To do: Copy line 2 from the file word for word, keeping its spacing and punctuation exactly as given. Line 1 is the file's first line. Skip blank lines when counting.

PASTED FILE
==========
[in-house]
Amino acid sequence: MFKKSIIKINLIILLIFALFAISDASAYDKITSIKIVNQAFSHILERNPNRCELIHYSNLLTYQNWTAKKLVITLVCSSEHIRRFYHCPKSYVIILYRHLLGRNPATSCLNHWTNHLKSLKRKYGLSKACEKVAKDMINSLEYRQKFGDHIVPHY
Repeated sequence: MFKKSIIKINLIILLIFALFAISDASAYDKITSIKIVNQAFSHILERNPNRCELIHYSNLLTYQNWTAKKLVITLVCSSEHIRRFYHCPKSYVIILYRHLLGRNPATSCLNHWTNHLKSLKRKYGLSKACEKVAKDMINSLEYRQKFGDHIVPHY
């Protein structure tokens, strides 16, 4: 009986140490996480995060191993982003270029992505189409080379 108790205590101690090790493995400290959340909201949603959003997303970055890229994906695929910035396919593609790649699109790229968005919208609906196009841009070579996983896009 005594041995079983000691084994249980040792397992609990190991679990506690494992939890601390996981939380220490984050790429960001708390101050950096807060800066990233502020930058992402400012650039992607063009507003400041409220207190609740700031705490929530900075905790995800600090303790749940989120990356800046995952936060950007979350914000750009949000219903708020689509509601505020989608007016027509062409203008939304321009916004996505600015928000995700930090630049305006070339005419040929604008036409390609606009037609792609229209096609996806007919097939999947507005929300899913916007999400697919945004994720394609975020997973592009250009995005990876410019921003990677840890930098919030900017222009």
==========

Amino acid sequence: MFKKSIIKINLIILLIFALFAISDASAYDKITSIKIVNQAFSHILERNPNRCELIHYSNLLTYQNWTAKKLVITLVCSSEHIRRFYHCPKSYVIILYRHLLGRNPATSCLNHWTNHLKSLKRKYGLSKACEKVAKDMINSLEYRQKFGDHIVPHY